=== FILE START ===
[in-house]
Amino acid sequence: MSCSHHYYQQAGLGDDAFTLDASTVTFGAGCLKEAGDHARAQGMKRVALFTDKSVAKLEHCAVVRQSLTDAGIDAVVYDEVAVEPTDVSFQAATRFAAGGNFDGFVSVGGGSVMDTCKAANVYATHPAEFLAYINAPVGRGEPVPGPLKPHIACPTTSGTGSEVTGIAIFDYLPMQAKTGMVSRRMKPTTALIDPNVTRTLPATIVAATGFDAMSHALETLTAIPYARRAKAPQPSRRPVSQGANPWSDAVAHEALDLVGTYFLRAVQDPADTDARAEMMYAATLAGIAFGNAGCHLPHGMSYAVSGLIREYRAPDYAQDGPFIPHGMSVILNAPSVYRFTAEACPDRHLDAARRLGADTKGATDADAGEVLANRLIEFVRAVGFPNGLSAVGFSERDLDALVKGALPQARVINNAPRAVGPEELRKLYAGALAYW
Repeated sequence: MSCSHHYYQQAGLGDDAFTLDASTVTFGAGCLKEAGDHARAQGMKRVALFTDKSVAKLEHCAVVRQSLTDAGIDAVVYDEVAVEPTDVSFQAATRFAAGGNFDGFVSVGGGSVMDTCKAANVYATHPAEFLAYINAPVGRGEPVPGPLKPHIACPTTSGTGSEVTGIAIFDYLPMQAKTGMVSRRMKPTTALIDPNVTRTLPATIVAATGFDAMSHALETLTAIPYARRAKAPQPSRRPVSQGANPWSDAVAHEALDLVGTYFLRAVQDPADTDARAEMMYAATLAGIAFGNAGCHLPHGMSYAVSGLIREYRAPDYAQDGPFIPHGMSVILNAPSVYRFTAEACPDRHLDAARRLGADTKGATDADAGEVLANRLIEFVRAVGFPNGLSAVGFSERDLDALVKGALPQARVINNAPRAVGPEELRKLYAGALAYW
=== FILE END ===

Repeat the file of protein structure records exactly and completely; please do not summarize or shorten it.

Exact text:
[in-house]
Amino acid sequence: MSCSHHYYQQAGLGDDAFTLDASTVTFGAGCLKEAGDHARAQGMKRVALFTDKSVAKLEHCAVVRQSLTDAGIDAVVYDEVAVEPTDVSFQAATRFAAGGNFDGFVSVGGGSVMDTCKAANVYATHPAEFLAYINAPVGRGEPVPGPLKPHIACPTTSGTGSEVTGIAIFDYLPMQAKTGMVSRRMKPTTALIDPNVTRTLPATIVAATGFDAMSHALETLTAIPYARRAKAPQPSRRPVSQGANPWSDAVAHEALDLVGTYFLRAVQDPADTDARAEMMYAATLAGIAFGNAGCHLPHGMSYAVSGLIREYRAPDYAQDGPFIPHGMSVILNAPSVYRFTAEACPDRHLDAARRLGADTKGATDADAGEVLANRLIEFVRAVGFPNGLSAVGFSERDLDALVKGALPQARVINNAPRAVGPEELRKLYAGALAYW
Repeated sequence: MSCSHHYYQQAGLGDDAFTLDASTVTFGAGCLKEAGDHARAQGMKRVALFTDKSVAKLEHCAVVRQSLTDAGIDAVVYDEVAVEPTDVSFQAATRFAAGGNFDGFVSVGGGSVMDTCKAANVYATHPAEFLAYINAPVGRGEPVPGPLKPHIACPTTSGTGSEVTGIAIFDYLPMQAKTGMVSRRMKPTTALIDPNVTRTLPATIVAATGFDAMSHALETLTAIPYARRAKAPQPSRRPVSQGANPWSDAVAHEALDLVGTYFLRAVQDPADTDARAEMMYAATLAGIAFGNAGCHLPHGMSYAVSGLIREYRAPDYAQDGPFIPHGMSVILNAPSVYRFTAEACPDRHLDAARRLGADTKGATDADAGEVLANRLIEFVRAVGFPNGLSAVGFSERDLDALVKGALPQARVINNAPRAVGPEELRKLYAGALAYW